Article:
Where Is It Okay to Hike in Alberta?

If you love to hike, then you are spoiled for choices in beautiful Alberta. There are so many lovely hiking trails you can explore, parks to walk through, forests to wander and even downtown hiking to enjoy. Let’s look at some of the best hiking areas in Alberta and talk about where you should and shouldn’t be hiking.

What to Watch out for

There are some areas of Alberta where wildlife roam free, and that’s part of the joy of hiking. You never know what kind of animal you will come across when you are out and about.

The number one tip we can give you about animals while hiking is to not interact with them. Don’t try to feed them, don’t disturb their homes, and don’t try to pet them. Smaller animals can be aggressive when disturbed, and even harmless looking animals can hurt you if they feel threatened.

You especially want to be careful about staying clear of moose and bears. You may find small ones out in the wild and be tempted to interact with them, but their parents can be close by and may attack if they feel their young ones are in danger.

If you want to keep yourself safe from wild animals while hiking, try to stay in groups and stay on designated hiking trails. Animals are used to people walking there and will likely stay away from those areas. Also bring bear spray to help deal with bears, and follow advice from your hiking guide, if you have one.

Roads don’t make good hiking trails. You will constantly need to watch for cars, but if you have to hike in the road, try to make sure that you wear bright coloured clothing. Also, walk on the left side of the road, facing traffic so that you can see cars coming.

Where Are the Best Places to Hike in Alberta?

The Canadian Rockies are a great place to hike, full of winding trails through nature’s prettiest locations and breathtaking views. There is more than just hiking on offer here, as you can find opportunities to canoe, swim, camp, mountain bike, and walk. Some of the hiking trails in the Rockies are very challenging, taking you up the sides of mountains. Others are easier to handle, and you will want to choose trails that are suitable for your skill level and ability.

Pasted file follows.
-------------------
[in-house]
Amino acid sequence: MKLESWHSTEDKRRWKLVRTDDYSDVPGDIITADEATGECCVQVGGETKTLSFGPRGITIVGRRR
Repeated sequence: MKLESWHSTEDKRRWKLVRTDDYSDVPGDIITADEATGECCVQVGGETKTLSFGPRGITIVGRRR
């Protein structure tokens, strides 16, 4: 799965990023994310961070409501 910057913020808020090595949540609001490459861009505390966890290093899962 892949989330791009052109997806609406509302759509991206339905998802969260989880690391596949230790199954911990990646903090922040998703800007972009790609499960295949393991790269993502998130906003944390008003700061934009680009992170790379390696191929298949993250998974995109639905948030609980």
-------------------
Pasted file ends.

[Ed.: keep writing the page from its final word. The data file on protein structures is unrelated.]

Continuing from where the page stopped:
Check out the glacial lakes around the Rockies, as well as mountaintop trails that are great for photo opportunities and high-altitude camping. Some places are high enough that you’ll want to watch your oxygen intake, though. If you know where to look, you can even find some waterfalls.

There are a few really challenging hiking trails for those who want to push themselves and see what they are capable of. For these brave souls, there is the Devil’s Thumb that can be found off of the Lake Agnes trail. Ha Ling Peak is another challenging trek, as well as East End of Rundle.

There are some great moderately challenging trails as well that are more suitable for those who hike frequently but don’t engage the tougher trails too often. We would recommend Big Beehive Trail for them, as well as Yates Mountain, which has a few high-altitude areas but doesn’t require any special climbing gear at all. You can do this one if you have plenty of energy and are able to commit a few hours to your hike. Another good moderate hiking trail in Alberta is to take Galatea Creek to Lilian lake, and the space between the two is about 25 minutes of walking at a moderate pace and over varied terrain.

There are some lovely low level hiking trails as well that are easy enough for anyone to do, even if you only hike a few times a year. For someone who would not consider themselves a hiker but who would like to do some hiking, we recommend trying the Johnston Canyon Trail all the way to Upper Falls. You could also do the Tunnel Mountain Trail or give the Upper Grassi Lake Trail Loop a go.

How to Prepare

What do you need to do before your hike and what should you wear on your hike? Here are some tips to help you make the most of your Calgary or wider Alberta hiking excursions.

Make sure you get plenty of rest the night before, and then eat a hearty breakfast in the morning. You want to have lots of energy for the hike ahead, especially if you are doing a challenging hiking trail or you haven’t done much hiking recently. Your body will likely tire out quickly if you are putting it through more exertion than what it is used to. Try to eat a lot of carbohydrates if you can, as these give you long term energy.

Keep in mind that hiking can take longer than the suggested time. You will need time to get to the trail, walk the trail and then return back from the hike. You may not feel like you have energy left to do anything afterwards, so it’s a good idea to clear your schedule. Hannah with House Cleaner NYC says “You may even want to hire a cleaning service to do some tidying up for you so that you can take it easy after your hike”.

It’s important to wear the right clothes and bring the right gear for your hike. Wear clothes at allow you to breathe and that provide protection from bugs, branches, and brush. Wear appropriate shoes for the hike as well, like sneakers, hiking boots, or something else that will give you good traction and offer support on the uneven ground.

You may want to bring some snacks with you to keep your energy up and plenty of water to keep from becoming dehydrated. Always bring more water than you think you will need, just so you don’t run into any problems.